While not everything on this list is a law, they are all at least best practices and/or tips to most efficiently comply with a law or regulation, and to get your job done.
I’ve seen my fair share of compliance and operations misses as a pharmacist of nearly 10 years. Having walked into several pharmacies as a new manager, and responsible for helping with operations standardization, and legal and third-party compliance for more than 70 pharmacies, I’ve learned a lot, and can clearly see the gaps in pharmacy education in this area.
Through experience, I’ve come up with my top avoidable operations misses in the pharmacy. While not everything on this list is a law, they are all at least best practices and/or tips to most efficiently comply with a law or regulation, and to get your job done.
Improper storage of vaccines and refrigerated or frozen medications
Vaccine storage and handling is a passion of mine. Unfortunately, even though the CDC Vaccine Storage and Handling Toolkit has been around for quite some time now, this is still an area for improvement in many pharmacies.
The absolute best website for anything related to vaccines, including storage and handling, is the Immunization Action Coalition’s immunize.org. Bookmark it!
Top areas to consider: Temperature monitoring device (TMD) selection, refrigerator selection, record keeping (document temperatures twice daily, including the min/max, and keep logs for 3 years), and handling excursions properly.
Improper handling of hazardous drugs
USP 800 has thankfully brought a lot of attention, and regulation, to the handling of hazardous drugs (HD). However, it is not nearly the first publication about HDs in the pharmacy; NIOSH, for example, has guidelines from over 10 years ago. Still, many pharmacies, chain and independent, fail to fully protect their workers from exposure to HDs.
US Pharmacopeia offers a free copy of USP 800. If you haven’t already done so, download the chapter for reference.1
Top areas to consider: Wear the proper gloves, use a dedicated counting tray, segregate HDs from the rest of your inventory in a proper location that is clearly labeled, define your site-specific list of HDs, and be sure you are decontaminating and deactivating HD contamination on the tray, and in your work area.
Poor Controlled Substance Recordkeeping
Ahh… controlled substances. While it is a hot topic for many people, controlled substances is an important topic for this list because of the myriad ways they can, and have, been diverted. It’s best to think about tracking your controls from ‘birth to death.’ That means from the moment you receive them until you either dispense them or a reverse distributor takes them away, you have procedures in place to reduce the risk of diversion.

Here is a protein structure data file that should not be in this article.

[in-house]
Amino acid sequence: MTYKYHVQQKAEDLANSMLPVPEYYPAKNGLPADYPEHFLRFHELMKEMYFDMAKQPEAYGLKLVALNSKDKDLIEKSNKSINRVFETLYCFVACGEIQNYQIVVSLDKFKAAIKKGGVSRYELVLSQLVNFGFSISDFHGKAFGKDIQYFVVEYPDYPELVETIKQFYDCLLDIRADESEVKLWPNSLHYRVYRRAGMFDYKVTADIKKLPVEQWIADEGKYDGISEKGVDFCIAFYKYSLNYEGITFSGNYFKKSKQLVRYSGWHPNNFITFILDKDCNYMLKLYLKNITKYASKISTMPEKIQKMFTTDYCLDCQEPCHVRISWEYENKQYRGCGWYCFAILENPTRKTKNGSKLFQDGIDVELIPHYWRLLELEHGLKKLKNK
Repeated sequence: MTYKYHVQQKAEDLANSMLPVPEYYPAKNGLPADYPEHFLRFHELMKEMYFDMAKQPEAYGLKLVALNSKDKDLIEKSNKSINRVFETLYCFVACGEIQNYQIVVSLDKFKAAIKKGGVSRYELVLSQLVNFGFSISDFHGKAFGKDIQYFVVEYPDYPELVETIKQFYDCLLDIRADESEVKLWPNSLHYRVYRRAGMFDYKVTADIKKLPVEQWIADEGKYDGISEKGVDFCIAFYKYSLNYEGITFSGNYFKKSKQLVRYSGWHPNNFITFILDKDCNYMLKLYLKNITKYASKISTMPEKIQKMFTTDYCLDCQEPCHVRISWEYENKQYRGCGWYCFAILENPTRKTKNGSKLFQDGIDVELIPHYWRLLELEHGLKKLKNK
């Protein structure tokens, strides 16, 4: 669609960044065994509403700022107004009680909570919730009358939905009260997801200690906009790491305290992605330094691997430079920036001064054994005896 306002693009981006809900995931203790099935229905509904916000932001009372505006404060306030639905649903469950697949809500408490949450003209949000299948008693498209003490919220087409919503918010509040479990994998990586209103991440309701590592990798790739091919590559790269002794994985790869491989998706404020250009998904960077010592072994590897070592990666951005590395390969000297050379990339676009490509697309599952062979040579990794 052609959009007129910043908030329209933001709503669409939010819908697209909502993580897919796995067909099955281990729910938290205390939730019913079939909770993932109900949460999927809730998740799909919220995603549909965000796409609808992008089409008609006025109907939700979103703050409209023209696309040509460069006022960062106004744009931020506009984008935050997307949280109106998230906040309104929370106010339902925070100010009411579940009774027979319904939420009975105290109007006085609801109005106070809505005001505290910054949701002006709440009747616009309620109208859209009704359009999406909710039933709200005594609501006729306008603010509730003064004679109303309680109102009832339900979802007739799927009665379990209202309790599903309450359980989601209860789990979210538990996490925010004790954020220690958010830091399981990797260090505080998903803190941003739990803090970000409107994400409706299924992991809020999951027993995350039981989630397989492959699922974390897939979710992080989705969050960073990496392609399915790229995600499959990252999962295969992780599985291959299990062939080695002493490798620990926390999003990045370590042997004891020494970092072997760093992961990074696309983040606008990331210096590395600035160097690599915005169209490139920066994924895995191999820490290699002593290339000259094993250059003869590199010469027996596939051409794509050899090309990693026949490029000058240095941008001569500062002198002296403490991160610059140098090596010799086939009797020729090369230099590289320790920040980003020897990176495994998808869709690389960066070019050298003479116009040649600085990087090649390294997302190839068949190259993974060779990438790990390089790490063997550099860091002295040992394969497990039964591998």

Top areas to consider: Using separate login credentials for your distributor’s ordering system, ensuring your computerized inventory matches the actual inventory, requiring 2 signatures on the invoice when receiving controlled substances, and logging and keeping track of controlled substance waste, including dropped or broken tablets.
I don’t know why, but many of the pharmacies I’ve walked into for the first time look like a hoarder’s house. Papers everywhere, way too many office supplies, 8 graduated cylinders of the same size, etc.
If you’ve never heard of 5S, and this sounds like your pharmacy, I encourage you to educate yourself about it. In short, 5S is a Japanese concept that loosely translates to mean Sort, Set in Order, Shine (or cleanliness), Standardize, and Sustain.2
Having a messy and cluttered workspace leads to medication errors, increased wait times due to inefficiency, and confusion from float staff or new hires. In this era of high volumes with little help, maximizing efficiency is 1 of the few areas in your control to quickly make your life at least a little easier at the pharmacy.
Another tool when thinking about workflow design is the acronym DOWNTIME,3 which helps you remember the forms of waste: Defects, Overproduction, Waiting, Nonutilized talent, Transportation, Inventory, Motion, and Excess Processing.
Top areas to consider: Throwing out pharmacy records as soon as you are not legally required to keep them anymore, limiting office supply orders or requiring manager approval first, labeling everything so it’s easy to find, and arranging furniture and items to minimize motion.
Alex Evans, PharmD, BCGP is a pharmacist and medical writer based out of Jacksonville, FL. He is the founder of Pharmacy Compliance Specialists, LLC (www.pharmcompliance.com), a company dedicated to the success of community pharmacists. He can be reached at firstname.lastname@example.org.